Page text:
mad_machine GRM+ Memberand MegaDork
8/17/16 8:01 p.m.

All things being equal (which they never are) I am trying to decide on which snows to get for my Disco. I have a set of worn out snows on a set of stock 18" rims (that I bought from somebody here, whose name I cannot remember) or I could get my hands on the 16" rims that the earlier disco 1 used and go with tyres to fit them.

According to Tirerack.. the 16" would be 255/65/16s and the 18"s would be 255/55/18. Is it worth going with 16"s for snow? I am pretty sure the rim cost would be a wash as I could sell off my extra set of 18"s to offset the price of the 16"s.

BrokenYugo UltimaDork
8/17/16 8:03 p.m.

More sidewall=more better, lowers the likelihood of junking a tire in a pothole hiding under the slush.

outasite Reader
8/17/16 8:24 p.m.

I minus size winter wheels/tires when possible to get higher side walls/narrow tread width

rslifkin Dork
8/17/16 9:30 p.m.

If there's a big difference in tire availability or price, decide based on that. Realistically, in SUV sizes, either will have enough sidewall that I wouldn't worry about it. The 18s might be a little less mushy feeling when the pavement is dry, but I doubt you'd notice much difference beyond that.

NGTD UberDork
8/17/16 9:54 p.m.

On our Explorer, we go from 20" rims in summer to 17"s for winter tires and up a lot of sidewall.

wclark Reader
8/18/16 7:59 a.m.

I have 18's with +2 sized tires on my A4 in the summer months and revert to the original equipment 16" wheels with -1 sized snows in the winter. Same rolling diameters.

The narrower tread width helps with grip in snow and on ice and the taller sidewall helps wheels and tires survive the inevitable pot holes and frozen-to-the-pavement chunks of ice one encounters in the winter months.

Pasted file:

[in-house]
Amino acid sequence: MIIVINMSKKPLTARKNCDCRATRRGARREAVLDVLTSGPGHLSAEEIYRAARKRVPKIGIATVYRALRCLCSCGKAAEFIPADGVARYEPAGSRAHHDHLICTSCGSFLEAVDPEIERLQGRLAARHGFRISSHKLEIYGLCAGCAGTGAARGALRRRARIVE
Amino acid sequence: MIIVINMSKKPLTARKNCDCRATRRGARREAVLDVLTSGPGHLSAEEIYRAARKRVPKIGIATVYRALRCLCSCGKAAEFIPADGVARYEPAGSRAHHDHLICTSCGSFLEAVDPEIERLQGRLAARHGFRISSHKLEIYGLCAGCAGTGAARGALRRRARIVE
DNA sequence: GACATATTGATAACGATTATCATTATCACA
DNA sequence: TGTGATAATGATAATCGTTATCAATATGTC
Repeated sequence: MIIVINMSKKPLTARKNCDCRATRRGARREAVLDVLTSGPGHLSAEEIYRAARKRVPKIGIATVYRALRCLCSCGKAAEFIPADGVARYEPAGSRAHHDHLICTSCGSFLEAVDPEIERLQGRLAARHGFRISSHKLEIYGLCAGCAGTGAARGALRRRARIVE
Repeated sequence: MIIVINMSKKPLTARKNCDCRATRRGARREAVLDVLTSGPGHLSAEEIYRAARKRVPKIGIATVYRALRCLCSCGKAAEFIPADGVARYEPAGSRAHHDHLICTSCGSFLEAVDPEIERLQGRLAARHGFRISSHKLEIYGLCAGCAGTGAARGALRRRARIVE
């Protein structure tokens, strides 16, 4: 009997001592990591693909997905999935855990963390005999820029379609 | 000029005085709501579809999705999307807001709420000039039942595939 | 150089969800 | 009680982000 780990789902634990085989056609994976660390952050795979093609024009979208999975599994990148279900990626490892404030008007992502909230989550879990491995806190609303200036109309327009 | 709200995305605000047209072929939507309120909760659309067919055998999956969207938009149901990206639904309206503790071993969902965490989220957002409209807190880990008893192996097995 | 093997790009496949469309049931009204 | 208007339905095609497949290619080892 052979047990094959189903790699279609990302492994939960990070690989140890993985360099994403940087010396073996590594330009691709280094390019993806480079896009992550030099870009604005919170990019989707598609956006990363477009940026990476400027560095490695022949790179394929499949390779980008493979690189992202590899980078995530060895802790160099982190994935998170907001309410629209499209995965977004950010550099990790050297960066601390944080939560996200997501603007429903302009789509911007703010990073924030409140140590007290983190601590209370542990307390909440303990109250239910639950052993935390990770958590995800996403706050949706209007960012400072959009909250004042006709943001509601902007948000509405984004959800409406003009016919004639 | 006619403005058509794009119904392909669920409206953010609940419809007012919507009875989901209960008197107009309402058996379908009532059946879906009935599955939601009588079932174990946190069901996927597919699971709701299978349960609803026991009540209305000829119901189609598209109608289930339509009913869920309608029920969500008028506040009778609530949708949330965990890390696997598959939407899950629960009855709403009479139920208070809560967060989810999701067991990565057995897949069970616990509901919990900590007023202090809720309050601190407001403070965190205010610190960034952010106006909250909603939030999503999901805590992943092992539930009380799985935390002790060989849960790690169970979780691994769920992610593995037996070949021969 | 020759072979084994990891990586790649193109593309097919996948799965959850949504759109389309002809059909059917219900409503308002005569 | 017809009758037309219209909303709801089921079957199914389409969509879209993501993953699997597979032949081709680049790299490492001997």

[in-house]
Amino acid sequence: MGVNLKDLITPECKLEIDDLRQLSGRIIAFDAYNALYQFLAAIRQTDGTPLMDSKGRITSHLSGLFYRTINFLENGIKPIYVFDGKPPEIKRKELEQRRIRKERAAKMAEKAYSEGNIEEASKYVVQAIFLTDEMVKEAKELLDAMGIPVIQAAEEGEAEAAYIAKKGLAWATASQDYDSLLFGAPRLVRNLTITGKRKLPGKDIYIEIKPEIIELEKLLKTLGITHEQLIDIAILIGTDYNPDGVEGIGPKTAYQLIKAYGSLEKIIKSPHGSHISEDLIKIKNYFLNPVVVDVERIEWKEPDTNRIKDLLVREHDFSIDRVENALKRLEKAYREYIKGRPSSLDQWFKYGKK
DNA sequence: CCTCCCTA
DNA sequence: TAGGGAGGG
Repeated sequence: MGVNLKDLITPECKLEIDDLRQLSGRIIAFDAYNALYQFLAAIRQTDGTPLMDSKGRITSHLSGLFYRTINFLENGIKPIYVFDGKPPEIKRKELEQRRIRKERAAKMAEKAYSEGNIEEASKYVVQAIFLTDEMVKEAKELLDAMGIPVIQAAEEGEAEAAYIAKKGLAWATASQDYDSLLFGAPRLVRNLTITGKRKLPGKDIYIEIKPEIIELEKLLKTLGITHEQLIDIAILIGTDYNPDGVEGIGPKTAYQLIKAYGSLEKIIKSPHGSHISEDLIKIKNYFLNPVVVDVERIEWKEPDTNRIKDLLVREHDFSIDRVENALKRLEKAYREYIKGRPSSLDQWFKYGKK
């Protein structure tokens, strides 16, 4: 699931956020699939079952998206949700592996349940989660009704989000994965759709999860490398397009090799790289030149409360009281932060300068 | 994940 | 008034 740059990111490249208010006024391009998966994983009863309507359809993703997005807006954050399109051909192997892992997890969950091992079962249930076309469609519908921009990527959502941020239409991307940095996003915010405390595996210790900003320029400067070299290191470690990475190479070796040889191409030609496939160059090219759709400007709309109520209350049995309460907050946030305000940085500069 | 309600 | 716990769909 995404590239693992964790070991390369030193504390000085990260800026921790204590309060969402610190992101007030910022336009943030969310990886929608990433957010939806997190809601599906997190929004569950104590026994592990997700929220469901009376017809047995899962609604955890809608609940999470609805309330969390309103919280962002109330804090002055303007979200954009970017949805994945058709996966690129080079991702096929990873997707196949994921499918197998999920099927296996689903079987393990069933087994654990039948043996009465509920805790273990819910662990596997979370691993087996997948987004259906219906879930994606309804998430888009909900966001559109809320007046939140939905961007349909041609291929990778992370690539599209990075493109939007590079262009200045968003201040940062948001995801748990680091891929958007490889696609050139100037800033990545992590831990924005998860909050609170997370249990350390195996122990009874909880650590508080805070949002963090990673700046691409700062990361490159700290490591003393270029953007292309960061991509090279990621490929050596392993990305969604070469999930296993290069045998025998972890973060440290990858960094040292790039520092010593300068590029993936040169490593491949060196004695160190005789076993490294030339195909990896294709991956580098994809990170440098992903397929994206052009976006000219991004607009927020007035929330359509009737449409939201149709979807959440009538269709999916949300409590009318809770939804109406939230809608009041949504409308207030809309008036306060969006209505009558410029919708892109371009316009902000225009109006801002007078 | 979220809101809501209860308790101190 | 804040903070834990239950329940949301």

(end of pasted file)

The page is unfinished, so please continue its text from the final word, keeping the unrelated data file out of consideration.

I would reduce wheel diameter as much as I could depending on brake fitment for winter tire use so as to have the extra sidewall height.

rslifkin Dork
8/18/16 8:24 a.m.
wclark wrote: The narrower tread width helps with grip in snow and on ice

Yesno. Narrower tires will be better in slush or a few inches of soft, fresh snow. Wider tires will grip better on hardpack, ice or in snow too deep to dig all the way through to something under it.

In my case, I run narrower snows than my summers, but they're still slightly wider than stock.

BrokenYugo UltimaDork
8/18/16 11:17 a.m.

Yeah, I've found the whole pizza cutter snow tire thing to not be all it's cracked up to be. My next set will be stock width.

Snrub Reader
8/18/16 11:47 a.m.

In both cases you should have a reasonable sized sidewall, so I wouldn't fret about it too much. I'd just look at the total cost of each setup. I was previously running 17" winter tires and going to 18" was roughly the same cost. I haven't noticed any difference worth mentioning.

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